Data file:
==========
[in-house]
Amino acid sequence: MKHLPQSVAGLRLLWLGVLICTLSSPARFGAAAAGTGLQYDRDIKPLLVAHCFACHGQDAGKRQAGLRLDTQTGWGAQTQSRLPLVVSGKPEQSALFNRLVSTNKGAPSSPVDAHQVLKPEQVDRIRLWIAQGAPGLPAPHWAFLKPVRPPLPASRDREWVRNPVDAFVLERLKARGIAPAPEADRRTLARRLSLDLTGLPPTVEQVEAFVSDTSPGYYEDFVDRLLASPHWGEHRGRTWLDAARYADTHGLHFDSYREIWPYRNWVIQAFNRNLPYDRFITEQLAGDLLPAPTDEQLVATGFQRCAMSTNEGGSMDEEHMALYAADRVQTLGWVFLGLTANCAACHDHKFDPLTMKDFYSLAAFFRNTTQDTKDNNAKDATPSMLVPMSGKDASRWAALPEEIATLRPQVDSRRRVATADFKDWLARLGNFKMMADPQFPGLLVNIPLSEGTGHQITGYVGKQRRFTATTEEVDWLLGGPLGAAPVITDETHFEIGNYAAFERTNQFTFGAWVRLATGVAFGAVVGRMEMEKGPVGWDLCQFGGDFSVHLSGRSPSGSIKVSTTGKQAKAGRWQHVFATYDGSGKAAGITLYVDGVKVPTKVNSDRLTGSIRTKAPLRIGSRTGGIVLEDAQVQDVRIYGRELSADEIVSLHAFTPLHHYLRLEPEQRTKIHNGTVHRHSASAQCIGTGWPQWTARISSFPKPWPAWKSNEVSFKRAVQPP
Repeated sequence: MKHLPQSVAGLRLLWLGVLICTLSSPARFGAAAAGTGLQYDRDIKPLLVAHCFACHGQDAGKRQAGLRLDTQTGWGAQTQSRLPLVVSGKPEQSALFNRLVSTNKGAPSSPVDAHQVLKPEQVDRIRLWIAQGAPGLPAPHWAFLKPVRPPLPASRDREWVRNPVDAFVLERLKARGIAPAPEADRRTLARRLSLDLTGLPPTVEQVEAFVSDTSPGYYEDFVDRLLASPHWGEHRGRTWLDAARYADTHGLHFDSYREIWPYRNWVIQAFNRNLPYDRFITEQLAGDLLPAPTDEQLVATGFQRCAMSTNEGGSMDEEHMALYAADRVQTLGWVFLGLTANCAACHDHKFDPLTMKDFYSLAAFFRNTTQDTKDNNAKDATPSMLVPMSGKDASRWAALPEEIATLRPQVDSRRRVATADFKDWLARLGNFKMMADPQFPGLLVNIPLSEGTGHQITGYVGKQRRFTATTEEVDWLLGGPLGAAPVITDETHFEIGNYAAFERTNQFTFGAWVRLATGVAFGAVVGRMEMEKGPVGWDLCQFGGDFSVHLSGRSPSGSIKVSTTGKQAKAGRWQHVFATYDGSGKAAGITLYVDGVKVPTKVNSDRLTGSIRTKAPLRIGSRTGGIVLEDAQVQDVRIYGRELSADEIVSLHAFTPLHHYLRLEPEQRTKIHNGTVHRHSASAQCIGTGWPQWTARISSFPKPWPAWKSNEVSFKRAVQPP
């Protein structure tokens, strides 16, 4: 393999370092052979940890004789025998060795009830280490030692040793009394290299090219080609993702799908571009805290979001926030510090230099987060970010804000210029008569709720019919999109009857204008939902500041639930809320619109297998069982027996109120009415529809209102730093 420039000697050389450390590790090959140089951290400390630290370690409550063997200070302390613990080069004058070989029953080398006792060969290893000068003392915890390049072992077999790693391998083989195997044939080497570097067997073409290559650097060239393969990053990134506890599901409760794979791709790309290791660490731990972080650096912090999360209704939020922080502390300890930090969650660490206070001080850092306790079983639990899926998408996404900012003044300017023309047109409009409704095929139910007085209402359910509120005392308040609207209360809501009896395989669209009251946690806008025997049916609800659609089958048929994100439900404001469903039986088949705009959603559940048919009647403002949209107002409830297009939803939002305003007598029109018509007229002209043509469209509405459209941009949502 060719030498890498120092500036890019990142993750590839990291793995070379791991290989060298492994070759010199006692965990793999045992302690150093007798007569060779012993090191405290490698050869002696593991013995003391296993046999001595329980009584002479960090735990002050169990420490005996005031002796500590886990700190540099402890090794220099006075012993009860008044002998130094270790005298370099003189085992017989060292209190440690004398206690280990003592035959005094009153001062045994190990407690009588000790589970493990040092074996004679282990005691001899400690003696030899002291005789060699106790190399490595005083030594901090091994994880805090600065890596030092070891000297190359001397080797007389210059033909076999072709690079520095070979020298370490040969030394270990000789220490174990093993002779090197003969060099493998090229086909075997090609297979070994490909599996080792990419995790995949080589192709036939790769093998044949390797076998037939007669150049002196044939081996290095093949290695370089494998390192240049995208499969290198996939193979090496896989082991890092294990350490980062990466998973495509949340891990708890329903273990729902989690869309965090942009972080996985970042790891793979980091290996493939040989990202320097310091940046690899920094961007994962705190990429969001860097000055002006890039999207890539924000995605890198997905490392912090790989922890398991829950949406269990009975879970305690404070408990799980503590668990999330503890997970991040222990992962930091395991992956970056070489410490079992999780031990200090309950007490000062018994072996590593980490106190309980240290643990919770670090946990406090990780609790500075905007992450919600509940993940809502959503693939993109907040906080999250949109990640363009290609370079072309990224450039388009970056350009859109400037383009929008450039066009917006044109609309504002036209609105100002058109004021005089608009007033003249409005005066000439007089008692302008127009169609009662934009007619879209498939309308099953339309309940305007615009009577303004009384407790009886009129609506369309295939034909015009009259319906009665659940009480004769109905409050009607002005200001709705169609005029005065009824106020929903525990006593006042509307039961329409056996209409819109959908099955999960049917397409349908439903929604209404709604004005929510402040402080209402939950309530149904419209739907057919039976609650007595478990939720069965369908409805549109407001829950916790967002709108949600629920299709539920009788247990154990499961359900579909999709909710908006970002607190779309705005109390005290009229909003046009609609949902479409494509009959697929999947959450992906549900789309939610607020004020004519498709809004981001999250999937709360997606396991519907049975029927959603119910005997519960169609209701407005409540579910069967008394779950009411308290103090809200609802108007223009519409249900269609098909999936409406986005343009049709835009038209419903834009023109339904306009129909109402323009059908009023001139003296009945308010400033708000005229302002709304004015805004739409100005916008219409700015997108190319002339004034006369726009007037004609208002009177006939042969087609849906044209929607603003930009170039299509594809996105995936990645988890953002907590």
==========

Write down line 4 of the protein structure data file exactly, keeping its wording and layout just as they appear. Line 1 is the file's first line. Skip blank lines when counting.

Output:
């Protein structure tokens, strides 16, 4: 393999370092052979940890004789025998060795009830280490030692040793009394290299090219080609993702799908571009805290979001926030510090230099987060970010804000210029008569709720019919999109009857204008939902500041639930809320619109297998069982027996109120009415529809209102730093 420039000697050389450390590790090959140089951290400390630290370690409550063997200070302390613990080069004058070989029953080398006792060969290893000068003392915890390049072992077999790693391998083989195997044939080497570097067997073409290559650097060239393969990053990134506890599901409760794979791709790309290791660490731990972080650096912090999360209704939020922080502390300890930090969650660490206070001080850092306790079983639990899926998408996404900012003044300017023309047109409009409704095929139910007085209402359910509120005392308040609207209360809501009896395989669209009251946690806008025997049916609800659609089958048929994100439900404001469903039986088949705009959603559940048919009647403002949209107002409830297009939803939002305003007598029109018509007229002209043509469209509405459209941009949502 060719030498890498120092500036890019990142993750590839990291793995070379791991290989060298492994070759010199006692965990793999045992302690150093007798007569060779012993090191405290490698050869002696593991013995003391296993046999001595329980009584002479960090735990002050169990420490005996005031002796500590886990700190540099402890090794220099006075012993009860008044002998130094270790005298370099003189085992017989060292209190440690004398206690280990003592035959005094009153001062045994190990407690009588000790589970493990040092074996004679282990005691001899400690003696030899002291005789060699106790190399490595005083030594901090091994994880805090600065890596030092070891000297190359001397080797007389210059033909076999072709690079520095070979020298370490040969030394270990000789220490174990093993002779090197003969060099493998090229086909075997090609297979070994490909599996080792990419995790995949080589192709036939790769093998044949390797076998037939007669150049002196044939081996290095093949290695370089494998390192240049995208499969290198996939193979090496896989082991890092294990350490980062990466998973495509949340891990708890329903273990729902989690869309965090942009972080996985970042790891793979980091290996493939040989990202320097310091940046690899920094961007994962705190990429969001860097000055002006890039999207890539924000995605890198997905490392912090790989922890398991829950949406269990009975879970305690404070408990799980503590668990999330503890997970991040222990992962930091395991992956970056070489410490079992999780031990200090309950007490000062018994072996590593980490106190309980240290643990919770670090946990406090990780609790500075905007992450919600509940993940809502959503693939993109907040906080999250949109990640363009290609370079072309990224450039388009970056350009859109400037383009929008450039066009917006044109609309504002036209609105100002058109004021005089608009007033003249409005005066000439007089008692302008127009169609009662934009007619879209498939309308099953339309309940305007615009009577303004009384407790009886009129609506369309295939034909015009009259319906009665659940009480004769109905409050009607002005200001709705169609005029005065009824106020929903525990006593006042509307039961329409056996209409819109959908099955999960049917397409349908439903929604209404709604004005929510402040402080209402939950309530149904419209739907057919039976609650007595478990939720069965369908409805549109407001829950916790967002709108949600629920299709539920009788247990154990499961359900579909999709909710908006970002607190779309705005109390005290009229909003046009609609949902479409494509009959697929999947959450992906549900789309939610607020004020004519498709809004981001999250999937709360997606396991519907049975029927959603119910005997519960169609209701407005409540579910069967008394779950009411308290103090809200609802108007223009519409249900269609098909999936409406986005343009049709835009038209419903834009023109339904306009129909109402323009059908009023001139003296009945308010400033708000005229302002709304004015805004739409100005916008219409700015997108190319002339004034006369726009007037004609208002009177006939042969087609849906044209929607603003930009170039299509594809996105995936990645988890953002907590």